This list is not all you can post though to count as content- really, it’s only limited to your imagination. Things such as writing snippets, sketches, mock screenshots, devlogs, polls, logos, previews, programming snippets, talking about the game itself, and more. However, gifs/videos almost always do better.
4. Use Tags Rite (Part 1)
A lot of times I’ll see people tag their tweets but use extremely out there tags that nobody would look up. The idea behind tagging something is that you want to use the tags people most look up and would search for- using tags of random words that somewhat relate to your game does not help you. So, how can you find tags people are searching?
By using RiteTag, you can easily find what tags are most popular and which ones people are actually using. At the time of writing this, this is what it shows me are the stats for when I searched “gamedev”:
The first column on the right with the numbers is the amount of tweets in the past hour using each tag; the second column shows how many RTs have occurred in the past hour with each tag; and the last column shows how many views tweets with each tag got in the past hour. Using this site you can easily find out which tags are worth using and which are a waste of your time.
5. Using Tags Right (Part 2)
Alright, so now you have a good amount of tags that are relevant to your tweet that has a gif, a screenshot, just something nice in it. How many tags are you going to use?
It’s a fact that tweets that use upwards of 13+ tags look bad. I don’t even have to site that. Just look at them. It’s also a fact that some bots will not RT tweets that have more than a certain amount of tags- some give you 10 tags before they won’t RT you, some give you 7. Now, when I say “bots retweeting you”, don’t take this a bad way. You want some bots to RT your content, as there are a fair amount of game dev bots out there that push your content out to more people, they just happen to be automatized. So, let’s pick out about 7 tags to use at first. Here’s a good list of general game dev tags:
Some bots only RT certain tags or a combination of certain tags- for instance, this site’s bot Lemon-chan retweets visual novel tweets that have a combination of #visualnovel + #gamedev (along with many other combinations that include #visualnovel) or by simply using #vndev . Basically, don’t use more than 7 tags in your tweets. Less is ideal, but any more than 7 and you’re losing a lot of potential impressions.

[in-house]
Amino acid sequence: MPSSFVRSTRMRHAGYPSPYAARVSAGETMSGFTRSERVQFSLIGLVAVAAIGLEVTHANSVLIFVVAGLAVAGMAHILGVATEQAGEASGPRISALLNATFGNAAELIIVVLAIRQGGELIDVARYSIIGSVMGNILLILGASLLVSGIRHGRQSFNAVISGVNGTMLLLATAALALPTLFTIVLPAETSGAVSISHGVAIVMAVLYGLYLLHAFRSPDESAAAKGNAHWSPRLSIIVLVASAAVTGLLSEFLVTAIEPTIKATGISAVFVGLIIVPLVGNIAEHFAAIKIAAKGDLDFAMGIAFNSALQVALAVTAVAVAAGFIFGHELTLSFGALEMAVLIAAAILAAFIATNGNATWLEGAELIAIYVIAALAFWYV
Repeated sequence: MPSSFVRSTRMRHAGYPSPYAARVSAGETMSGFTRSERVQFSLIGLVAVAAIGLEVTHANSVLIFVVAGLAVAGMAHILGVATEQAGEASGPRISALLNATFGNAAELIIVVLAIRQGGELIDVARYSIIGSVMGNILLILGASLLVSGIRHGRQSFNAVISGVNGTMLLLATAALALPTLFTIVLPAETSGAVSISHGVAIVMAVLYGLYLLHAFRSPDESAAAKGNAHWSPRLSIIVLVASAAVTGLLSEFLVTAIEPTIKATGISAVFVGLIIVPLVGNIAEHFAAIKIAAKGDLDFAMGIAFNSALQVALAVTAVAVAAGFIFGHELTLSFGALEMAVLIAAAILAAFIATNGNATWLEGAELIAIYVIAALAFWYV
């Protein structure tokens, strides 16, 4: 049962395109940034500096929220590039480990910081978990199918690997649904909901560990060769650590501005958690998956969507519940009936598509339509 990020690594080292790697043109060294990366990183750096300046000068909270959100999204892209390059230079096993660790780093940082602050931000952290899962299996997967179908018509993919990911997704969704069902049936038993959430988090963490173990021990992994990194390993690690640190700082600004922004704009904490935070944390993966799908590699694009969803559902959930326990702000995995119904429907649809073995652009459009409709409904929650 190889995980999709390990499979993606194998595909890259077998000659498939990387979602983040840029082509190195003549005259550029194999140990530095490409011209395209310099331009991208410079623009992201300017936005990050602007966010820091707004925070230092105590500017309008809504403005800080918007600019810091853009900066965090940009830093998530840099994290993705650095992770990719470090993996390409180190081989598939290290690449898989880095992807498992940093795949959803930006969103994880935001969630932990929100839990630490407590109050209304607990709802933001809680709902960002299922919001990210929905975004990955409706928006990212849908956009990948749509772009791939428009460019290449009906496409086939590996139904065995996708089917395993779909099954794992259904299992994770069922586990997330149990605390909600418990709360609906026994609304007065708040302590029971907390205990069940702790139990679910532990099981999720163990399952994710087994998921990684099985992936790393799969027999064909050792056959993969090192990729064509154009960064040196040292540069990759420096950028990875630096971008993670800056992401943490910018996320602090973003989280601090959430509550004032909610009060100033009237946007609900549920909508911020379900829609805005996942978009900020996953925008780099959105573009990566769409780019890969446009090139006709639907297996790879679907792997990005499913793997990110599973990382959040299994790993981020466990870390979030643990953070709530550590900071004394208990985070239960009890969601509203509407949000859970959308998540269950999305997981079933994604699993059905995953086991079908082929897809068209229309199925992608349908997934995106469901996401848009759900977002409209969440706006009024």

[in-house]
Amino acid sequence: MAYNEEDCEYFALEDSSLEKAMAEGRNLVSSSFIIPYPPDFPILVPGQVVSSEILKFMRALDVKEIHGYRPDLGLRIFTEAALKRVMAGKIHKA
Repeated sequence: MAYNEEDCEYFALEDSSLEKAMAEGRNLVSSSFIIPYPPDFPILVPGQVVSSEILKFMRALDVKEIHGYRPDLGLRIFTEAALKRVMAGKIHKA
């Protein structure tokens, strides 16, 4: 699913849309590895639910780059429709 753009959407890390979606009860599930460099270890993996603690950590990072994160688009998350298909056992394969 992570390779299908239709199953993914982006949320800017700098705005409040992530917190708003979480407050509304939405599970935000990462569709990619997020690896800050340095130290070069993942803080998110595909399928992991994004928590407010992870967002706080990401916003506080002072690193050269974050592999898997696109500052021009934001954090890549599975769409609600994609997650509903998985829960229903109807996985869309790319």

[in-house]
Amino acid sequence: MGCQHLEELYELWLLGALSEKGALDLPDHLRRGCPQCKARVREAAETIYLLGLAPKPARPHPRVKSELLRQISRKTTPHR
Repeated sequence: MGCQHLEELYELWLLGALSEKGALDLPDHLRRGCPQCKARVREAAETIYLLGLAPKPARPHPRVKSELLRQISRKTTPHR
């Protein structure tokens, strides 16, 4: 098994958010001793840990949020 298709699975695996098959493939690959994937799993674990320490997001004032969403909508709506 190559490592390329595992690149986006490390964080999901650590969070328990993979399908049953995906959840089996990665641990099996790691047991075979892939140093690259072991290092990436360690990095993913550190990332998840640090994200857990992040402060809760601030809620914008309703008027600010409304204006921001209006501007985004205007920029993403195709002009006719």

6. Posting at Peak Times
There are times when more users are on than others, and there are dead times when much fewer people are on. Posting in these peak times is a great way to get your tweet noticed much easier.
Different sites say different things, but the median time seems to be around lunch time to 3PM for the US, so around 11AM-3PM CST. If you noticed, that’s also right in the middle of #indiedevhour . Make sure to schedule your tweets for during these times.
7. Bringing it All Together
Marketing is an art. Like with any art, we can learn through practice and through others, but sometimes things just work and we can’t really figure out why they work versus something very similar. You will find that some of the tweets you’ve painstakingly crafted for maximum exposure only get some attention while others that don’t look as nice will get 3x as much. Just keep trying, and figure out what works best for you. For me, these steps above have worked best, so use them as a guild line and tweak as necessary.